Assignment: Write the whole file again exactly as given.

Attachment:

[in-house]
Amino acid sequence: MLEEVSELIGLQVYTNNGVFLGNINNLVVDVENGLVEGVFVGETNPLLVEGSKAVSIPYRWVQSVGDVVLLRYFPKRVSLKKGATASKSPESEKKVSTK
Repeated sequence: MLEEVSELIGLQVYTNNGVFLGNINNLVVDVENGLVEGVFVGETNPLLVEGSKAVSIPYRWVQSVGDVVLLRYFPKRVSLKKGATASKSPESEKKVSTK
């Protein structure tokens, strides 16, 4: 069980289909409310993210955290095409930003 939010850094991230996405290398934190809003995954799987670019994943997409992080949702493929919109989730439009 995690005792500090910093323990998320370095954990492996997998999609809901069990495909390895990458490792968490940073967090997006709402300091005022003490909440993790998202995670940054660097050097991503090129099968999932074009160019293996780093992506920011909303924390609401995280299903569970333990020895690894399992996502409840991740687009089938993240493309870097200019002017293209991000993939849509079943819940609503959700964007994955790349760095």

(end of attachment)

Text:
[in-house]
Amino acid sequence: MLEEVSELIGLQVYTNNGVFLGNINNLVVDVENGLVEGVFVGETNPLLVEGSKAVSIPYRWVQSVGDVVLLRYFPKRVSLKKGATASKSPESEKKVSTK
Repeated sequence: MLEEVSELIGLQVYTNNGVFLGNINNLVVDVENGLVEGVFVGETNPLLVEGSKAVSIPYRWVQSVGDVVLLRYFPKRVSLKKGATASKSPESEKKVSTK
């Protein structure tokens, strides 16, 4: 069980289909409310993210955290095409930003 939010850094991230996405290398934190809003995954799987670019994943997409992080949702493929919109989730439009 995690005792500090910093323990998320370095954990492996997998999609809901069990495909390895990458490792968490940073967090997006709402300091005022003490909440993790998202995670940054660097050097991503090129099968999932074009160019293996780093992506920011909303924390609401995280299903569970333990020895690894399992996502409840991740687009089938993240493309870097200019002017293209991000993939849509079943819940609503959700964007994955790349760095």